Metabolic syndrome and physical performance in elderly men

The osteoporotic fractures in men study

Susan Everson-Rose, Misti Paudel, Brent C Taylor, Tien Dam, Peggy Mannen Cawthon, Erin Leblanc, Elsa S. Strotmeyer, Jane A. Cauley, Marcia L. Stefanick, Elizabeth Barrett-Connor, Kristine E Ensrud

Research output: Contribution to journalArticle

12 Citations (Scopus)

Abstract

Objectives: To examine the association between metabolic syndrome (MetS) and objective measures of physical performance. Design: Cross-sectional analysis of the cohort study, the Osteoporotic Fractures in Men Study. Setting: Six clinical sites in the United States. Participants: Five thousand four hundred fifty-seven ambulatory men (mean age 73.6 ± 5.9). Measurements: Physical performance assessed according to grip strength, narrow walk speed, walking speed, and time to complete five repeated chair stands. Individual scores were converted to quintiles (worst=1 to best=5; unable to complete=0) and summed for an overall score (mean 11.6 ± 4.3, range, 1-20). MetS was defined according to World Health Organization criteria that include evidence of glucose dysregulation (insulin resistance, diabetes mellitus, or hyperinsulinemia) and at least two additional characteristics: high blood pressure, low high-density lipoprotein cholesterol, high triglycerides, obesity. Results: More than one-quarter (26.3%) of participants met criteria for MetS. In separate linear regression models, four of five MetS components were related to performance (P<.001); only high blood pressure was unrelated. Men with MetS had a 1.1-point lower performance score (mean 10.8, 95% confidence interval (CI)=10.6-11.0) than men without MetS (mean 11.9, 95% CI=11.8-12.0) (P<.001), adjusting for age, race, education, and site. With further covariate adjustment, this difference was reduced but remained significant (β=-0.78, P<.001). A graded association was observed between number of MetS components (0, 1, 2, or ≥3) and performance (P for trend <.001). Findings were similar excluding men with diabetes mellitus or obese men. Conclusion: Metabolic dysregulation is related to objectively assessed poorer physical performance in relatively healthy older men.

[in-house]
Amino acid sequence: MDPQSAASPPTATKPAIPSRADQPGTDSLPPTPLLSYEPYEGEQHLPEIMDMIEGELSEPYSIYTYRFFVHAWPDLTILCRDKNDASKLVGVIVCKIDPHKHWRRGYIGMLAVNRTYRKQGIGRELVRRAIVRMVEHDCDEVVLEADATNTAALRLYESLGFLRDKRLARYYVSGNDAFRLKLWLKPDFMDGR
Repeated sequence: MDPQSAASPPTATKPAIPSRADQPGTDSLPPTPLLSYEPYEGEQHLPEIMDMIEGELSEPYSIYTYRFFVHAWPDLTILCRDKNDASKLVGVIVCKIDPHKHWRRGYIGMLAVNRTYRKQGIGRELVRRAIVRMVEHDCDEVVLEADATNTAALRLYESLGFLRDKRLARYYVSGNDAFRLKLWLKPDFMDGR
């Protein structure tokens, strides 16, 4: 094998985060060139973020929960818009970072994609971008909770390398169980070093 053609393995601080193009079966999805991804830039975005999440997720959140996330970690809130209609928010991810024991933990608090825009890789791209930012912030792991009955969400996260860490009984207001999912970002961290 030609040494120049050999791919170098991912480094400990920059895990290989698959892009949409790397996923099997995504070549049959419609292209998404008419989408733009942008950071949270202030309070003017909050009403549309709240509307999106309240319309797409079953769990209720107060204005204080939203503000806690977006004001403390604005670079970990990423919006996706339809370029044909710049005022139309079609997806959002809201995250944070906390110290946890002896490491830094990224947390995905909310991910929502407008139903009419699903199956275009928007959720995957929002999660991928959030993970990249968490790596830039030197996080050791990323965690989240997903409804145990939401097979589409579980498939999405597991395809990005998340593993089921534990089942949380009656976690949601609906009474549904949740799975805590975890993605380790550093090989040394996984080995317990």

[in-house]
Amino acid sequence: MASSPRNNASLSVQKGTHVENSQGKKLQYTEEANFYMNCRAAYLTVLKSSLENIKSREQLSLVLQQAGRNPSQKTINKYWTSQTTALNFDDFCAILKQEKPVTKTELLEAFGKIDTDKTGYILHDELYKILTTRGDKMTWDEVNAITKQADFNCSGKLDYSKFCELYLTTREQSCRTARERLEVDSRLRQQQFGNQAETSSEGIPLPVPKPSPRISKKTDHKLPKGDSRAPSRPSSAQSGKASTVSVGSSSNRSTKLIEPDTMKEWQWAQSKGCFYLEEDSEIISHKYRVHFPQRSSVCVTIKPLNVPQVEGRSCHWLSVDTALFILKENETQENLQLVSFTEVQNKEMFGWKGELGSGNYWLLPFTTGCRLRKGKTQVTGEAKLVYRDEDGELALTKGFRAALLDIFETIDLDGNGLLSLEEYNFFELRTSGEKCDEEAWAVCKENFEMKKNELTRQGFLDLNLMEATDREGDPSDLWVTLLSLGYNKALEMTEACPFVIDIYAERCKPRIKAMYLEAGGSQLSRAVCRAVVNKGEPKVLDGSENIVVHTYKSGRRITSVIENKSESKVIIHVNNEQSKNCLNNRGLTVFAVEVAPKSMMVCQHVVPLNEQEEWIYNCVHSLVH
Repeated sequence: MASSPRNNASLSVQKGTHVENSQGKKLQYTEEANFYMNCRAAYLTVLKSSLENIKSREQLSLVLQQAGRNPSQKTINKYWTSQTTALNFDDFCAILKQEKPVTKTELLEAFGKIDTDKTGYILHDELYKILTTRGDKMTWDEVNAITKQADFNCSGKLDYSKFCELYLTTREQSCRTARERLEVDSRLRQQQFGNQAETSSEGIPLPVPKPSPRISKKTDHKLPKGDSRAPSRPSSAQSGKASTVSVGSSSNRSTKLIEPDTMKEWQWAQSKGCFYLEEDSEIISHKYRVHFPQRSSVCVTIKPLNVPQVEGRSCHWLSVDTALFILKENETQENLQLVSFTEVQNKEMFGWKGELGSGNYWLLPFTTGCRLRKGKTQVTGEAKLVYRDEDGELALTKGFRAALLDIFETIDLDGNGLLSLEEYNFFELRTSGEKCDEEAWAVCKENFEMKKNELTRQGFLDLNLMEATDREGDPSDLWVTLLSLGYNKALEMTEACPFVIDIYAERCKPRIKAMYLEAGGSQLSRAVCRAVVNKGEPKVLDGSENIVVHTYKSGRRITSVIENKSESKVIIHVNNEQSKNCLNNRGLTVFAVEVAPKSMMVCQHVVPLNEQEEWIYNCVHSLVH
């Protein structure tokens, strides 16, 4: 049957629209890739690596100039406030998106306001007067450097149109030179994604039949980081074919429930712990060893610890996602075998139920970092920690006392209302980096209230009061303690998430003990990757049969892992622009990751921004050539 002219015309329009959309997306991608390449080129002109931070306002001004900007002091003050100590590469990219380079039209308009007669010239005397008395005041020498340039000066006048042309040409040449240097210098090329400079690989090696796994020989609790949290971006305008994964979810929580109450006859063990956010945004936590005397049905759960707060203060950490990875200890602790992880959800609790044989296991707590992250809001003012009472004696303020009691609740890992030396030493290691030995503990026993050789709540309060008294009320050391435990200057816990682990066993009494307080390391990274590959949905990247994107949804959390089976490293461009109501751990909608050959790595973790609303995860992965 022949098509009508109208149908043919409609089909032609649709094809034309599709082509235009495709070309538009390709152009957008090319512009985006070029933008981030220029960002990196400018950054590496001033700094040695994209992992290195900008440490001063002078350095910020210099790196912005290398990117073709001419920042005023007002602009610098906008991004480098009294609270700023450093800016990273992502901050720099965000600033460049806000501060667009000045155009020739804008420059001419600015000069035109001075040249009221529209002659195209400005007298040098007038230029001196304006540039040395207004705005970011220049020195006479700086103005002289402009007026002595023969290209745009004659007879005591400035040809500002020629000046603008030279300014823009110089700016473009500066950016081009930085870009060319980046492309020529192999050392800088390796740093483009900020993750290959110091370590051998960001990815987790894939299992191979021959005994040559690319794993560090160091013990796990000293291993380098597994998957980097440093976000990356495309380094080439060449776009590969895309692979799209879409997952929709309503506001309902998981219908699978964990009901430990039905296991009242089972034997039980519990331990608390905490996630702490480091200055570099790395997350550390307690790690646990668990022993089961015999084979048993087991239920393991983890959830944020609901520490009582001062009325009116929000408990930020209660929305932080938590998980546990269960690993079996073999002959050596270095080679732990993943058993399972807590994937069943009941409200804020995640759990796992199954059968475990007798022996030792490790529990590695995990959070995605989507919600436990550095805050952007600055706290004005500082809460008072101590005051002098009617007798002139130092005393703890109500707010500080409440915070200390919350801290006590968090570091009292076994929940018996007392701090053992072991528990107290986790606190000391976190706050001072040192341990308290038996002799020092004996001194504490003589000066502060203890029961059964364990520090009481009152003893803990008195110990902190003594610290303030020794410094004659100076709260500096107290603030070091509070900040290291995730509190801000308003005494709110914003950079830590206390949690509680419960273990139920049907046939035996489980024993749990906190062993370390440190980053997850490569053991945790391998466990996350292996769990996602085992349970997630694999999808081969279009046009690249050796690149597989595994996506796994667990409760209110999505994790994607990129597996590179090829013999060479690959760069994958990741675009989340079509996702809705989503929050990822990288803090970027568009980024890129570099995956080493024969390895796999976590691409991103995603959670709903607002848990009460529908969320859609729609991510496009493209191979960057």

Original languageEnglish (US)
Pages (from-to)1376-1384
Number of pages9
JournalJournal of the American Geriatrics Society
Volume59
Issue number8
DOIs
StatePublished - Aug 1 2011

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Osteoporotic Fractures
Linear Models
Diabetes Mellitus
Confidence Intervals
Hypertension
Hyperinsulinism
Hand Strength
LDL Cholesterol
HDL Cholesterol
Insulin Resistance
Triglycerides
Cohort Studies
Obesity
Cross-Sectional Studies
Education
Glucose

Keywords

  • aged
  • men
  • metabolic syndrome
  • physical function
  • physical performance

Cite this

Metabolic syndrome and physical performance in elderly men : The osteoporotic fractures in men study. / Everson-Rose, Susan; Paudel, Misti; Taylor, Brent C; Dam, Tien; Cawthon, Peggy Mannen; Leblanc, Erin; Strotmeyer, Elsa S.; Cauley, Jane A.; Stefanick, Marcia L.; Barrett-Connor, Elizabeth; Ensrud, Kristine E.

In: Journal of the American Geriatrics Society, Vol. 59, No. 8, 01.08.2011, p. 1376-1384.

Research output: Contribution to journalArticle

Everson-Rose, Susan ; Paudel, Misti ; Taylor, Brent C ; Dam, Tien ; Cawthon, Peggy Mannen ; Leblanc, Erin ; Strotmeyer, Elsa S. ; Cauley, Jane A. ; Stefanick, Marcia L. ; Barrett-Connor, Elizabeth ; Ensrud, Kristine E. / Metabolic syndrome and physical performance in elderly men : The osteoporotic fractures in men study. In: Journal of the American Geriatrics Society. 2011 ; Vol. 59, No. 8. pp. 1376-1384.
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